Drawing is at the roots of my practice. Using silversmithing techniques of the historical past, I use hand-made tools to translate the expressive quality of my sketches into precious metals. I also make unique pigment recipes to dye my wooden surfaces rich shades of alluring blue. This way of working with wood involves an element of unpredictability which I really enjoy. I cut the wood to expose the natural patterns within the grain, applying the pigment enhances these patterns and each wood I work with takes on it’s own shade of blue.

Can you tell us about the creative workshops that you host for local communities?

I started off developing a Children’s Summer School Program for the Glasgow School of Art. Each session, I would share a traditional craft technique, and we would make a piece of jewellery using this technique but out of everyday materials. I really enjoyed doing this, so began to take these workshops out into youth clubs, into schools and into community groups. Children responded so well, I think it was really beneficial for them to be shown a technique that they could experiment with, encouraging play and development of a confidence in their own abilities.

Before Covid, I had been planning workshops that would focus on material resourcefulness and engaging individuals with ancient craft skills, reaching out to various age groups from children to adults. All of this came to a standstill with lockdown, however I was invited to do some workshops with a local ‘Hub’ school which I facilitated live over google meet. This worked very well and I am looking forward to working in the new normal that we find ourselves in.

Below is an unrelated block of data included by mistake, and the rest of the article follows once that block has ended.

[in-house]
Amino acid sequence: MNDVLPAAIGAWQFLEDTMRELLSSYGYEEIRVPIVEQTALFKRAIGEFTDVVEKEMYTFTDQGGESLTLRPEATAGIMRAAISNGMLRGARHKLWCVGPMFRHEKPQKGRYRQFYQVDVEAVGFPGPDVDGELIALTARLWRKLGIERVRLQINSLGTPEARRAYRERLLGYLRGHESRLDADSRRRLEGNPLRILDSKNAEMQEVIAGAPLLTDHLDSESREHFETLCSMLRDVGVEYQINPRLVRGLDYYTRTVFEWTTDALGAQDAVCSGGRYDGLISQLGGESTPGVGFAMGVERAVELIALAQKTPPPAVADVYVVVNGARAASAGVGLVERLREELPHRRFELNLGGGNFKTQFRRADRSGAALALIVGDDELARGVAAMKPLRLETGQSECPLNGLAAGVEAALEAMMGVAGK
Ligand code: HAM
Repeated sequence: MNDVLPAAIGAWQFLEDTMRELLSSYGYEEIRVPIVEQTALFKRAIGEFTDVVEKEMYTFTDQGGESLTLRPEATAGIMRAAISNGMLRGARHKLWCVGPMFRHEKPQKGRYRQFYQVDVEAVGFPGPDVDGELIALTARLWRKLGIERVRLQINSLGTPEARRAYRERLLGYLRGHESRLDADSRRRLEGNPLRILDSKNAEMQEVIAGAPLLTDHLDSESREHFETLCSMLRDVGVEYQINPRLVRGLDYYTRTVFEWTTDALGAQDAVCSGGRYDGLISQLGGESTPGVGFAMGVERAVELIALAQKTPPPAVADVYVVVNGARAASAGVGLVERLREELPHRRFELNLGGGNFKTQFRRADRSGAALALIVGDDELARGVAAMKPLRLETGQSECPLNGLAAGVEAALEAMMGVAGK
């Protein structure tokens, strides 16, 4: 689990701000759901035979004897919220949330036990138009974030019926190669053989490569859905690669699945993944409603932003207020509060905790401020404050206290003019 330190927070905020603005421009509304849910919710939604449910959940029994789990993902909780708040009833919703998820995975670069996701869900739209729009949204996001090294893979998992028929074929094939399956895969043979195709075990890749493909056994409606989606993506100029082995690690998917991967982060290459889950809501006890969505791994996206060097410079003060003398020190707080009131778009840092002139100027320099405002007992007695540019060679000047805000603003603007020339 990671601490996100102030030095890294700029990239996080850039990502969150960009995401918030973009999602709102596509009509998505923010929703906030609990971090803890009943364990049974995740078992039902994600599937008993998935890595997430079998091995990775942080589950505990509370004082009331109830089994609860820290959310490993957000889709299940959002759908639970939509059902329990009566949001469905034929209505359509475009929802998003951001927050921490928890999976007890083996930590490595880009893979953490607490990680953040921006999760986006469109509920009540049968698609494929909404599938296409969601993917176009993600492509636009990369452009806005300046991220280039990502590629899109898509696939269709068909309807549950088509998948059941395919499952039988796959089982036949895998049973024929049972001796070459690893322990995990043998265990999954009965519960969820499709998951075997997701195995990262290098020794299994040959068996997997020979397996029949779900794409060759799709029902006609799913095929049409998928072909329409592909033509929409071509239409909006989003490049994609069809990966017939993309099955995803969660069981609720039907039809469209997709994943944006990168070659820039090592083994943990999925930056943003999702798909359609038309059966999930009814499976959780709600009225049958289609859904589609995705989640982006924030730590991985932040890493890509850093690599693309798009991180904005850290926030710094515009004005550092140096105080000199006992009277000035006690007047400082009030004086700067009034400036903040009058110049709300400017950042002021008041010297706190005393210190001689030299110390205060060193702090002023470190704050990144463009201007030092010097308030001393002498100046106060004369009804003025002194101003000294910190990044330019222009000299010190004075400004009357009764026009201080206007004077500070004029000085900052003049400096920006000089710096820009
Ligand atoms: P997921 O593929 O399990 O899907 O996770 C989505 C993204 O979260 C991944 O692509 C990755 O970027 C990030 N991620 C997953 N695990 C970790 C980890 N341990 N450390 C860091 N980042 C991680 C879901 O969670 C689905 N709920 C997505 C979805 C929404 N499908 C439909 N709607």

I also work with an organisation as part of Cove Park Artist Residency site, where we work with visiting artists from all around the world and deliver workshops based around their practice, to children in the local rural community.

We would love to know more about some of the projects & commissions you have worked on, can you share some of these with us?

I have worked on some really special commissions for clients including an anniversary present to make a necklace combining two different woods that reference the coming together of a couple from a Scottish and Lebanese background. I have also worked on jewellery that has been made from heirloom metal, including late parents wedding bands and gold from a great-grandparents tooth filling!